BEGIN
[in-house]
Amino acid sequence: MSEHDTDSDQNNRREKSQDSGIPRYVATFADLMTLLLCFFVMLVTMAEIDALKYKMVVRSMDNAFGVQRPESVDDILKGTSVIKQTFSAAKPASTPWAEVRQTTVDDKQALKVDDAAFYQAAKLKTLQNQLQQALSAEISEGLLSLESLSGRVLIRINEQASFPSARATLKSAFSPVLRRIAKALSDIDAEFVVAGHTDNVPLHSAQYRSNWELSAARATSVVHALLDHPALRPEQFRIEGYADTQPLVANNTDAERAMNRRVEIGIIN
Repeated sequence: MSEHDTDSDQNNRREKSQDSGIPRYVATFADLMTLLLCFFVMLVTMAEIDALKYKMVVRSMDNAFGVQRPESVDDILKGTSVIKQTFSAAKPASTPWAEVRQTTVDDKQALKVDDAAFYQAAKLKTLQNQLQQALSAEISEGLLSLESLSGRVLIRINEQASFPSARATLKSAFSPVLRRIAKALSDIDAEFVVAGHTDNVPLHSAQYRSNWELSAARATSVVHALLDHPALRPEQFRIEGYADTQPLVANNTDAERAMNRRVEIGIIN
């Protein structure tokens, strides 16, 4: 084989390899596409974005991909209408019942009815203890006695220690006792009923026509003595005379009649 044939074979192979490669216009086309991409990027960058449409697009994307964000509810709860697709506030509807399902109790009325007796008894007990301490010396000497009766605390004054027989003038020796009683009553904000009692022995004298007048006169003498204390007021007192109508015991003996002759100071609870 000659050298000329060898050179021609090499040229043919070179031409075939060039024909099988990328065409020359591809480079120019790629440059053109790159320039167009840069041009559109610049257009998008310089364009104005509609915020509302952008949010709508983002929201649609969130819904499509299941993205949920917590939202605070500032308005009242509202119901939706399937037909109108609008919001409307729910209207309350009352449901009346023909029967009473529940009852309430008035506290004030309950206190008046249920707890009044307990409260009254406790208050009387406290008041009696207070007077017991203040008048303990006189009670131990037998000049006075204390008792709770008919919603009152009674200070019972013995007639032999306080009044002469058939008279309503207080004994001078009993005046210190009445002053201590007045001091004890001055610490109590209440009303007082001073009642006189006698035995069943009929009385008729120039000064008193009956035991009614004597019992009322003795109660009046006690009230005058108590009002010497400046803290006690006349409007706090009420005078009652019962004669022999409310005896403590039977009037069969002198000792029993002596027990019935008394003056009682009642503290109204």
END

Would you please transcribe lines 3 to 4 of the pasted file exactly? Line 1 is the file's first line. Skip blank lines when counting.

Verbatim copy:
Repeated sequence: MSEHDTDSDQNNRREKSQDSGIPRYVATFADLMTLLLCFFVMLVTMAEIDALKYKMVVRSMDNAFGVQRPESVDDILKGTSVIKQTFSAAKPASTPWAEVRQTTVDDKQALKVDDAAFYQAAKLKTLQNQLQQALSAEISEGLLSLESLSGRVLIRINEQASFPSARATLKSAFSPVLRRIAKALSDIDAEFVVAGHTDNVPLHSAQYRSNWELSAARATSVVHALLDHPALRPEQFRIEGYADTQPLVANNTDAERAMNRRVEIGIIN
């Protein structure tokens, strides 16, 4: 084989390899596409974005991909209408019942009815203890006695220690006792009923026509003595005379009649 044939074979192979490669216009086309991409990027960058449409697009994307964000509810709860697709506030509807399902109790009325007796008894007990301490010396000497009766605390004054027989003038020796009683009553904000009692022995004298007048006169003498204390007021007192109508015991003996002759100071609870 000659050298000329060898050179021609090499040229043919070179031409075939060039024909099988990328065409020359591809480079120019790629440059053109790159320039167009840069041009559109610049257009998008310089364009104005509609915020509302952008949010709508983002929201649609969130819904499509299941993205949920917590939202605070500032308005009242509202119901939706399937037909109108609008919001409307729910209207309350009352449901009346023909029967009473529940009852309430008035506290004030309950206190008046249920707890009044307990409260009254406790208050009387406290008041009696207070007077017991203040008048303990006189009670131990037998000049006075204390008792709770008919919603009152009674200070019972013995007639032999306080009044002469058939008279309503207080004994001078009993005046210190009445002053201590007045001091004890001055610490109590209440009303007082001073009642006189006698035995069943009929009385008729120039000064008193009956035991009614004597019992009322003795109660009046006690009230005058108590009002010497400046803290006690006349409007706090009420005078009652019962004669022999409310005896403590039977009037069969002198000792029993002596027990019935008394003056009682009642503290109204």